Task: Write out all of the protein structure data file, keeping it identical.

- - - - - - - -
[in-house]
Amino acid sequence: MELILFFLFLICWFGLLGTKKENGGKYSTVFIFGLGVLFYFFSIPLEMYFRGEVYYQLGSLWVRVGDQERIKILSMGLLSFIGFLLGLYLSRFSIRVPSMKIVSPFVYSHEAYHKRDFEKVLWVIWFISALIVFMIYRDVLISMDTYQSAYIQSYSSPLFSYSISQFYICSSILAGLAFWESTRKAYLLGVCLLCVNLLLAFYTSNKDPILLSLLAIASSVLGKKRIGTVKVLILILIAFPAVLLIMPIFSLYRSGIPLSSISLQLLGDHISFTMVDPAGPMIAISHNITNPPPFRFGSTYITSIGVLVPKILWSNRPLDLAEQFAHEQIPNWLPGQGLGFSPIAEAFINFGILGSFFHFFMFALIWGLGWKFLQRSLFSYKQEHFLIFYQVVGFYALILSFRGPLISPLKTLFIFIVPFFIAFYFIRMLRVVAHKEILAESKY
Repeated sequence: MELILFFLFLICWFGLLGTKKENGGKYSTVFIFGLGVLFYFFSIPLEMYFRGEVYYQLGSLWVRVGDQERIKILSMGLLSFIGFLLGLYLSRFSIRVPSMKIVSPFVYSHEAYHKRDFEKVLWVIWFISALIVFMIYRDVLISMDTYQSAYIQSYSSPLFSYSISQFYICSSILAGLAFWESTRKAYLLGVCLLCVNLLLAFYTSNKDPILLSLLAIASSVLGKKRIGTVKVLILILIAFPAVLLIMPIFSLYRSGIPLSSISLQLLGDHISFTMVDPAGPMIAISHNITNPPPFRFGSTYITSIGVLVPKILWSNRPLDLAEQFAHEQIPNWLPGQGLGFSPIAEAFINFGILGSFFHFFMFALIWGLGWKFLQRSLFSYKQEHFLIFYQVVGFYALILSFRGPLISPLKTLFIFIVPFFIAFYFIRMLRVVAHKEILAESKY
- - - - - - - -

[in-house]
Amino acid sequence: MELILFFLFLICWFGLLGTKKENGGKYSTVFIFGLGVLFYFFSIPLEMYFRGEVYYQLGSLWVRVGDQERIKILSMGLLSFIGFLLGLYLSRFSIRVPSMKIVSPFVYSHEAYHKRDFEKVLWVIWFISALIVFMIYRDVLISMDTYQSAYIQSYSSPLFSYSISQFYICSSILAGLAFWESTRKAYLLGVCLLCVNLLLAFYTSNKDPILLSLLAIASSVLGKKRIGTVKVLILILIAFPAVLLIMPIFSLYRSGIPLSSISLQLLGDHISFTMVDPAGPMIAISHNITNPPPFRFGSTYITSIGVLVPKILWSNRPLDLAEQFAHEQIPNWLPGQGLGFSPIAEAFINFGILGSFFHFFMFALIWGLGWKFLQRSLFSYKQEHFLIFYQVVGFYALILSFRGPLISPLKTLFIFIVPFFIAFYFIRMLRVVAHKEILAESKY
Repeated sequence: MELILFFLFLICWFGLLGTKKENGGKYSTVFIFGLGVLFYFFSIPLEMYFRGEVYYQLGSLWVRVGDQERIKILSMGLLSFIGFLLGLYLSRFSIRVPSMKIVSPFVYSHEAYHKRDFEKVLWVIWFISALIVFMIYRDVLISMDTYQSAYIQSYSSPLFSYSISQFYICSSILAGLAFWESTRKAYLLGVCLLCVNLLLAFYTSNKDPILLSLLAIASSVLGKKRIGTVKVLILILIAFPAVLLIMPIFSLYRSGIPLSSISLQLLGDHISFTMVDPAGPMIAISHNITNPPPFRFGSTYITSIGVLVPKILWSNRPLDLAEQFAHEQIPNWLPGQGLGFSPIAEAFINFGILGSFFHFFMFALIWGLGWKFLQRSLFSYKQEHFLIFYQVVGFYALILSFRGPLISPLKTLFIFIVPFFIAFYFIRMLRVVAHKEILAESKY